Chad Lynn’s newest restaurant specializes in gourmet pizza, subs and salads
DILLON HILLS – Nestled at the entrance of Dillon State Park, near the beach off Clay Littick Drive, is the latest pizza craze to hit Muskingum County.
Buckeye Piez, a new business opened by Chad and Johanne Lynn, is still in the process of finishing its interior design and storefront signage. But the kitchen has been rolling for almost a month, pumping out pizzas, subs and salads as much as possible.
“Our kitchen is almost running at full capacity,” Lynn said last week, just before the evening rush was about to take hold. He currently has nine employees and is seeking a delivery driver.
Even as COVID-19 wreaked havoc on many small businesses across the country, especially bars and restaurants, Lynn followed through with a commitment he made in late 2019. The business is located at the old Gity’s Banquet Hall, which is currently in the process of renovation.
He originally planned to open in early spring but COVID-19 pushed the Lynns in a different direction. The opening date was ultimately pushed due to approval from the Muskingum County Health Department, which was working remotely.
They spent the time during the early stages of the pandemic and well into the summer remodeling and developing more ideas, including new wing sauces that Lynn makes on his own. It finally opened about a month ago for carryout only, with indoor dining to begin as soon as the interior is completed.
In the meantime, residents in Dillon Hills and Nashport, to name a few, have another local option.
“We live over in Stonehenge and there is just nothing out here,” Lynn said. “We saw a niche and a need for it, so off we went for it.”
Lynn, who also operates Honeybaked Ham on Maple Avenue, is no stranger to the restaurant business. He said he has always wanted to open another establishment and saw pizza as a need in the area.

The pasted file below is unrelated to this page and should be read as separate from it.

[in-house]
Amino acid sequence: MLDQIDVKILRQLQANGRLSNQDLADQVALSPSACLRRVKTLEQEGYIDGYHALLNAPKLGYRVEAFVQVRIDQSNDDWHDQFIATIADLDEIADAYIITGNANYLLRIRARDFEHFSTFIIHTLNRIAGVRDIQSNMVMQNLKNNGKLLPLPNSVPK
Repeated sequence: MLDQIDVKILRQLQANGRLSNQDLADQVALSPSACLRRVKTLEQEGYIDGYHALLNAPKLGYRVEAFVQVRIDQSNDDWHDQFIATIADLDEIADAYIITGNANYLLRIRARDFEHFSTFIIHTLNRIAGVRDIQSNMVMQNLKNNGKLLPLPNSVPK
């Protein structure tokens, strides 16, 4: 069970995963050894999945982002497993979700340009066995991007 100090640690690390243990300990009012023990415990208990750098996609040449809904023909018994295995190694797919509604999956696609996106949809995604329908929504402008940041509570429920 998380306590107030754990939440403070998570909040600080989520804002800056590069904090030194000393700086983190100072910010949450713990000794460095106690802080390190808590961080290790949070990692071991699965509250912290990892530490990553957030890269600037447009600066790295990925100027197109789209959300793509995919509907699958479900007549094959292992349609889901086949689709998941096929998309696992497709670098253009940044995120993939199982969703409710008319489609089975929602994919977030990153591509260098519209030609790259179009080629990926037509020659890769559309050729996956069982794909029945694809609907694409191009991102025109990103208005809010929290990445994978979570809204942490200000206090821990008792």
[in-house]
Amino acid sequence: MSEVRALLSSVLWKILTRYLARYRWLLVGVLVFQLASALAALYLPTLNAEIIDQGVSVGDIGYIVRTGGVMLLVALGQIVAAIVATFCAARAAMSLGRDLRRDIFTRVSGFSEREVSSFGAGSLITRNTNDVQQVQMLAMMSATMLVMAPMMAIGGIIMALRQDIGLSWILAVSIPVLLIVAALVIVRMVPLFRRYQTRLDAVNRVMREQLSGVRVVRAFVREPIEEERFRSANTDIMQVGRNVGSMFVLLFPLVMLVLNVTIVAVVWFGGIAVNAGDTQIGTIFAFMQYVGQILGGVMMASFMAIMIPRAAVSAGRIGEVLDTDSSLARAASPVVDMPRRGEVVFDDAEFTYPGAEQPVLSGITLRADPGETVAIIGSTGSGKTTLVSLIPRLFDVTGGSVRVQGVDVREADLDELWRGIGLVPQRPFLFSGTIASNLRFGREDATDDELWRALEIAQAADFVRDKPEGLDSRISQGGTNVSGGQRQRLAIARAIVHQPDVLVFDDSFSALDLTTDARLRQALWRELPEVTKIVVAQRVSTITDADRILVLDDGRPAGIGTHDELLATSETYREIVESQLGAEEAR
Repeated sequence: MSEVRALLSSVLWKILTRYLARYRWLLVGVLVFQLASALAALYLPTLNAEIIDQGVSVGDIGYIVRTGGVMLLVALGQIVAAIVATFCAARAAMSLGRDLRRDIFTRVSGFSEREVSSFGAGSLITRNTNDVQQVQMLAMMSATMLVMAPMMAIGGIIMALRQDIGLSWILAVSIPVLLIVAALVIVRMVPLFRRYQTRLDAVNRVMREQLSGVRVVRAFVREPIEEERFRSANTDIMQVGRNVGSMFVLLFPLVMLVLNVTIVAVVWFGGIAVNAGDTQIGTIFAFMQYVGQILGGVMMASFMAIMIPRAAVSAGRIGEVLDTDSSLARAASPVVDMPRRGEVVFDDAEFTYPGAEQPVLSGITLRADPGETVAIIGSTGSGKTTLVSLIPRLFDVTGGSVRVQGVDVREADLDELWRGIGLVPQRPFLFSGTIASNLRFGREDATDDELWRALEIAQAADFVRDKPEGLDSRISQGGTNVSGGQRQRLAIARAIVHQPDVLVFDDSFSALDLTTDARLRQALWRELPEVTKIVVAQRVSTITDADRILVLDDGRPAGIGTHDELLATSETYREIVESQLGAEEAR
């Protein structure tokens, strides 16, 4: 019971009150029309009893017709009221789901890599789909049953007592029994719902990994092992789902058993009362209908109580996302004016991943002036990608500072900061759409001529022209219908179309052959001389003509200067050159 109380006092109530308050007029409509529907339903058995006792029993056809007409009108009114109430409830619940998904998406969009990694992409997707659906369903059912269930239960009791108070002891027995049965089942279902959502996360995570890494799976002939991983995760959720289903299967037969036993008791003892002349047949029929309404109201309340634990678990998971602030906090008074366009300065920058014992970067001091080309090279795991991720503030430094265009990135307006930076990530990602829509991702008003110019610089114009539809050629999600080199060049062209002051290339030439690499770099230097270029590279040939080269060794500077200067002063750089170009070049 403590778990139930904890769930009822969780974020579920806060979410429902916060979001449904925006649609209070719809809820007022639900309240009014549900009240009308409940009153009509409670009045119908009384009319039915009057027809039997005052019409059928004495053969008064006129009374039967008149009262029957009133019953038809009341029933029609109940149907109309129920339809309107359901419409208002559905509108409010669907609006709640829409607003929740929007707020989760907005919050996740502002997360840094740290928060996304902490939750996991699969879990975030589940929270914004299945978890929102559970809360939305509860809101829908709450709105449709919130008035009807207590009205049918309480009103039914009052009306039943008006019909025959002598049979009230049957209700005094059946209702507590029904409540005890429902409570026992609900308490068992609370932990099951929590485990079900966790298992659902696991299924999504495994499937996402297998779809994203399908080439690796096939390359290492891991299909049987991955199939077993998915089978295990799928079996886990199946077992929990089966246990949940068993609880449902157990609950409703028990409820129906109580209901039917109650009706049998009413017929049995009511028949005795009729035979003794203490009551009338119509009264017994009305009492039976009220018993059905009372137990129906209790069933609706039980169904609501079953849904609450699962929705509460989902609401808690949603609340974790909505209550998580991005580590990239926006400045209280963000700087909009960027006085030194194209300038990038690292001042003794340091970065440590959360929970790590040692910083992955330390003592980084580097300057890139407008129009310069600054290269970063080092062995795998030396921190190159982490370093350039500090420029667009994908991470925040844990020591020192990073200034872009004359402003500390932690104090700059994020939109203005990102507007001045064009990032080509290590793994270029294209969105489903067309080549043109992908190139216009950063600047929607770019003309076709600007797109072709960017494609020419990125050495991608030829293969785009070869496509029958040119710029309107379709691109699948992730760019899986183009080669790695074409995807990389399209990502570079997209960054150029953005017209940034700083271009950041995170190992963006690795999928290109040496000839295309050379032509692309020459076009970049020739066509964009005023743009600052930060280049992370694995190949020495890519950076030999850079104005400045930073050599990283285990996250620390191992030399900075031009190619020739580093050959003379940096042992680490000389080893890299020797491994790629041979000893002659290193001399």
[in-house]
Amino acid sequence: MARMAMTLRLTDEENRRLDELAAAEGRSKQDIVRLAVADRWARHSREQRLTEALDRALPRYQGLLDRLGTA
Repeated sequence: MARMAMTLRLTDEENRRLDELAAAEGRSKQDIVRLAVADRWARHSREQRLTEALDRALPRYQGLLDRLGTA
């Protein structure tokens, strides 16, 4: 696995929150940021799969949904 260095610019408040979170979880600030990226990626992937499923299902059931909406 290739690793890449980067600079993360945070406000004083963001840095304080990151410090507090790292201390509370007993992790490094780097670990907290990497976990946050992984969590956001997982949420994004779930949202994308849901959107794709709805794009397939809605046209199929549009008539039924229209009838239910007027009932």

“I was just waiting for the right opportunity and the right location,” Lynn said.
He admits running both stores has been highly consuming, upwards of 70 hours per week, but he knows it’s the personal cost of getting a new business on its feet. This one is off and running, despite few knowing of its existence.
Word of mouth has been its lone advertisement, not that it has mattered.
“We’ve been getting crushed,” Lynn said.
The restaurant specializes in pizza, which Lynn said is a hybrid of robust New York-style flavor on a choice of traditional Sicilian-style or thin crust. Customers can build their own off a choice of 16 toppings or choose from specialty menu.
The Meat Lovers, which includes pepperoni, sausage, ground beef, salami, bacon and ham, weighs upwards of 10 pounds, Lynn said, while the highly popular BLT and Chicken Aioli includes his homemade garlic aioli sauce.
Yet, the wings subs and salads have been almost as popular, he said. So are the garlic bread strips that also are served with the garlic aioli.
Lynn said his philosophy for the restaurant is to create “a quality product with quality ingredients, and basically make people want to come here.”
Cost for a specialty pizza is $14.99 for a small and $19.99 for a large, while build-your-own offers options from the 7- to 16-inch range, with a cost between $4.79 for a personal and $13.99 for a large. Lynn said he is also pondering pasta options for dine-in, depending on capacity.
There are also five sub options and three salad options, nine wing sauces that range from mild to the hot and spicy Buckeye Madness, and a dessert PB&J pizza.
“I want everybody to enjoy the pizza,” Lynn said. “I feel like I’ve got a good product that people are going to want once they try it for the first time.”
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